When I was younger my dad required me to read, 7 Habits of a Highly Effective Teen, by Stephen R. Covey. He of course, read it as well, and continually lectured me on the importance of the 7 habits.
As I got older, and my dad finally assumed I encompassed those 7 habits, I became liberated of the daily references he made to Covey’s book. However, I should’ve known better, Covey reappeared when I began college.
As I faced deadlines, a constant flow of emails, and meetings as any usual employee or college student, I found the saying “Time is of the essence,” is in fact, spot on. There are only so many hours in the day I can mark tasks off my list no matter how late I try and stay up or early I drag myself out of bed.
Once again, my dad began persistently referencing Covey as a solution to my lack of time. Only this time, he referred to Covey’s adult version of the 7 habits- 7 Habits of a Highly Effective Person. Due to I am not the only college student or employee facing the crisis of time management, I decided to for once, listen to my dad and Covey’s advice.
Therefore, today, I want to give credit to Stephen R. Covey’s time management method which all people may prosper from – Habit 3 Personal Management. Many methods of time management exist- checklists, calendars, and prioritizing our daily tasks. One method Covey recommends which you may find more effective in the workplace and in your daily home life is a matrix of quadrants of importance.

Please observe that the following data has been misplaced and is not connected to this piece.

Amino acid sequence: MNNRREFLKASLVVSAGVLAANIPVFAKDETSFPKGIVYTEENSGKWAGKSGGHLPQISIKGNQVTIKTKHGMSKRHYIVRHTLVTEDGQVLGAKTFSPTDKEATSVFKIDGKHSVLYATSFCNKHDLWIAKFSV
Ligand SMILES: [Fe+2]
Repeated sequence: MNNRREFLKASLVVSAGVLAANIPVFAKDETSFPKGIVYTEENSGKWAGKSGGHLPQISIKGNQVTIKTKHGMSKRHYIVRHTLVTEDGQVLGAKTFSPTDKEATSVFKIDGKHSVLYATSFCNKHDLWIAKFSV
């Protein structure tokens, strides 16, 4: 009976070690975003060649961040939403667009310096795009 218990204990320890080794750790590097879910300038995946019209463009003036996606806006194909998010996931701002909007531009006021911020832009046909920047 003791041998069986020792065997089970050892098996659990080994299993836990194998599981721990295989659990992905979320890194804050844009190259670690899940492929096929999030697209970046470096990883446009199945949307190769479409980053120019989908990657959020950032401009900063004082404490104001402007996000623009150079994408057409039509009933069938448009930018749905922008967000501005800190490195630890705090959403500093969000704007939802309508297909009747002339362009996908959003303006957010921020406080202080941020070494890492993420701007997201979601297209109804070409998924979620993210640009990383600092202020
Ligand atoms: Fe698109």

Quadrant II- Important activities, but not urgent
Quadrant III-Urgent activities, but not important
Quadrant IV- Not important or urgent
In the matrix, the key to time management comes from Quadrant II. If Quadrant II activities are done on a regular basis, you will find a tremendous improvement in your daily life. The time for Quadrant II activities comes from Quadrant III and IV. Covey believes that effective people do not spend time in Quadrant III or IV because such activities are unimportant to your goals in life. One must find time to take on Quadrant I because procrastinating this quadrant results in the task getting bigger and bigger until you must deal with it. Relatively, Quadrant I will shrink with attention to Quadrant II as well with practice of classifying activities. Classification of quadrants requires: 1. Prioritization 2. Organization of priorities, and 3.Self- discipline. However, always be careful of confusing Quadrant I and II.
A critical skill for time management also requires delegation. Being able to effectively delegate tasks to others is highly important in the workplace when dealing with time management. Delegating allows you to devote your time to higher quadrant activities while enabling personal growth for other individuals.
I truly recommend utilizing or at least trying Covey’s personal management method to help you put your responsibilities into perspective. Performing time management and following Covey’s quadrants of importance will allow you to create a life congruent to your goals and values. For example, by following Covey’s method I managed to find time to write this blog!
Adapted from “7 Habits of a Highly Effective Person,” by Stephen R. Covey